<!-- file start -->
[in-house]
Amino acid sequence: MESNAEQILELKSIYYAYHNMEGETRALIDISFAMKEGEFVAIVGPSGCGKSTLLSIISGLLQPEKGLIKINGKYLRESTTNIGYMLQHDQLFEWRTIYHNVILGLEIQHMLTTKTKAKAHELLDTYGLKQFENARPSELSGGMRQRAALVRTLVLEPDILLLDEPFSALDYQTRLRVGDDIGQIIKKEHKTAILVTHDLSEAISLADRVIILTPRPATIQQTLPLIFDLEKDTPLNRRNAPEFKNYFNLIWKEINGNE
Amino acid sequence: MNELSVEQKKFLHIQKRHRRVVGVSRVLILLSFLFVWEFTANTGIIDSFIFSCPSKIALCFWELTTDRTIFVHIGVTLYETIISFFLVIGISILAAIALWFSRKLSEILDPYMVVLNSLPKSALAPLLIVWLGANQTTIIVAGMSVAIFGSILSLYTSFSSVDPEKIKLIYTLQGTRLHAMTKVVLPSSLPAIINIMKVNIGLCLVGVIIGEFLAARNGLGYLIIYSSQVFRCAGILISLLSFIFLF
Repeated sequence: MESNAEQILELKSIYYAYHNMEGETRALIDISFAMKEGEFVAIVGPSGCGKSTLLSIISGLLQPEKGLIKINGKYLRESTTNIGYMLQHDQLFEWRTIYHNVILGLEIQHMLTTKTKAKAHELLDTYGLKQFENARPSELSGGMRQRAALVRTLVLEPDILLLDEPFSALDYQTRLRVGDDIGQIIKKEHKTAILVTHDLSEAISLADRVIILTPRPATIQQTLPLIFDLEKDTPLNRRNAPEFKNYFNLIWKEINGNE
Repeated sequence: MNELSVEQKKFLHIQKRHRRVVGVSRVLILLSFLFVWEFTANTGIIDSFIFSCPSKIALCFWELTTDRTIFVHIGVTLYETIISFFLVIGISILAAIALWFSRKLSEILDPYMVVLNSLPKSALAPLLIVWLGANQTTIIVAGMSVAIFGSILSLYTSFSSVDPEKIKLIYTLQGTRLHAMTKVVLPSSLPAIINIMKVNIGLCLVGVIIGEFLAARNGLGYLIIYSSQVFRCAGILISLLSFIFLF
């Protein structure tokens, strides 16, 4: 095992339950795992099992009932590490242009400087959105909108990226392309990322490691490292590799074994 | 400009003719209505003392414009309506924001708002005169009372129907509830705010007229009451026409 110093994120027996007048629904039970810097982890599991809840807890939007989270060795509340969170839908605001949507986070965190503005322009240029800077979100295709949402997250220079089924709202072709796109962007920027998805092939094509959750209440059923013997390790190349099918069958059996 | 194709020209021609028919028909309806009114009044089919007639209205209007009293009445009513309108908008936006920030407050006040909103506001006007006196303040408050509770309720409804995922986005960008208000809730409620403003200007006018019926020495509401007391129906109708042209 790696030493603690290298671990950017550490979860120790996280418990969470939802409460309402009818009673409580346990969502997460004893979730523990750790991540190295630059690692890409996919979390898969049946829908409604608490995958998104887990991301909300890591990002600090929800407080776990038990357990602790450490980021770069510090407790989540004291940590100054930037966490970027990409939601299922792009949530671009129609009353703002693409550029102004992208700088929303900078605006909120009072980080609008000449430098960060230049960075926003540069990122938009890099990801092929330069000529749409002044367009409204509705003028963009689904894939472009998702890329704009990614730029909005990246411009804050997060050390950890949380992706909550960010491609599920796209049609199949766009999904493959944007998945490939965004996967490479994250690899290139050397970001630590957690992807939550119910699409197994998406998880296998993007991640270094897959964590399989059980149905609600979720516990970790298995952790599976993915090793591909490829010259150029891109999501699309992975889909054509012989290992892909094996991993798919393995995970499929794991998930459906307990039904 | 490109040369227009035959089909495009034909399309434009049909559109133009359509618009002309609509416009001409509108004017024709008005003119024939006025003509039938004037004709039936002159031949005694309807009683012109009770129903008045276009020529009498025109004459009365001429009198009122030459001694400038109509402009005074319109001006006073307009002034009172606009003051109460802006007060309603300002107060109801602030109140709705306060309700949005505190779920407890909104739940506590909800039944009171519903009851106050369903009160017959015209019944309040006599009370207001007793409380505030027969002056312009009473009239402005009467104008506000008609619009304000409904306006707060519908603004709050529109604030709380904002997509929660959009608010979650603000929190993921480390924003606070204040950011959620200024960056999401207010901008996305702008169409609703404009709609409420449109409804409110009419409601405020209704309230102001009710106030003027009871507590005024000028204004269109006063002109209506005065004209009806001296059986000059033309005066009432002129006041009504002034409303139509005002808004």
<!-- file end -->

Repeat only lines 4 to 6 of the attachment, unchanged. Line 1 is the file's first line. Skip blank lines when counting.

Repeated sequence: MESNAEQILELKSIYYAYHNMEGETRALIDISFAMKEGEFVAIVGPSGCGKSTLLSIISGLLQPEKGLIKINGKYLRESTTNIGYMLQHDQLFEWRTIYHNVILGLEIQHMLTTKTKAKAHELLDTYGLKQFENARPSELSGGMRQRAALVRTLVLEPDILLLDEPFSALDYQTRLRVGDDIGQIIKKEHKTAILVTHDLSEAISLADRVIILTPRPATIQQTLPLIFDLEKDTPLNRRNAPEFKNYFNLIWKEINGNE
Repeated sequence: MNELSVEQKKFLHIQKRHRRVVGVSRVLILLSFLFVWEFTANTGIIDSFIFSCPSKIALCFWELTTDRTIFVHIGVTLYETIISFFLVIGISILAAIALWFSRKLSEILDPYMVVLNSLPKSALAPLLIVWLGANQTTIIVAGMSVAIFGSILSLYTSFSSVDPEKIKLIYTLQGTRLHAMTKVVLPSSLPAIINIMKVNIGLCLVGVIIGEFLAARNGLGYLIIYSSQVFRCAGILISLLSFIFLF
């Protein structure tokens, strides 16, 4: 095992339950795992099992009932590490242009400087959105909108990226392309990322490691490292590799074994 | 400009003719209505003392414009309506924001708002005169009372129907509830705010007229009451026409 110093994120027996007048629904039970810097982890599991809840807890939007989270060795509340969170839908605001949507986070965190503005322009240029800077979100295709949402997250220079089924709202072709796109962007920027998805092939094509959750209440059923013997390790190349099918069958059996 | 194709020209021609028919028909309806009114009044089919007639209205209007009293009445009513309108908008936006920030407050006040909103506001006007006196303040408050509770309720409804995922986005960008208000809730409620403003200007006018019926020495509401007391129906109708042209 790696030493603690290298671990950017550490979860120790996280418990969470939802409460309402009818009673409580346990969502997460004893979730523990750790991540190295630059690692890409996919979390898969049946829908409604608490995958998104887990991301909300890591990002600090929800407080776990038990357990602790450490980021770069510090407790989540004291940590100054930037966490970027990409939601299922792009949530671009129609009353703002693409550029102004992208700088929303900078605006909120009072980080609008000449430098960060230049960075926003540069990122938009890099990801092929330069000529749409002044367009409204509705003028963009689904894939472009998702890329704009990614730029909005990246411009804050997060050390950890949380992706909550960010491609599920796209049609199949766009999904493959944007998945490939965004996967490479994250690899290139050397970001630590957690992807939550119910699409197994998406998880296998993007991640270094897959964590399989059980149905609600979720516990970790298995952790599976993915090793591909490829010259150029891109999501699309992975889909054509012989290992892909094996991993798919393995995970499929794991998930459906307990039904 | 490109040369227009035959089909495009034909399309434009049909559109133009359509618009002309609509416009001409509108004017024709008005003119024939006025003509039938004037004709039936002159031949005694309807009683012109009770129903008045276009020529009498025109004459009365001429009198009122030459001694400038109509402009005074319109001006006073307009002034009172606009003051109460802006007060309603300002107060109801602030109140709705306060309700949005505190779920407890909104739940506590909800039944009171519903009851106050369903009160017959015209019944309040006599009370207001007793409380505030027969002056312009009473009239402005009467104008506000008609619009304000409904306006707060519908603004709050529109604030709380904002997509929660959009608010979650603000929190993921480390924003606070204040950011959620200024960056999401207010901008996305702008169409609703404009709609409420449109409804409110009419409601405020209704309230102001009710106030003027009871507590005024000028204004269109006063002109209506005065004209009806001296059986000059033309005066009432002129006041009504002034409303139509005002808004």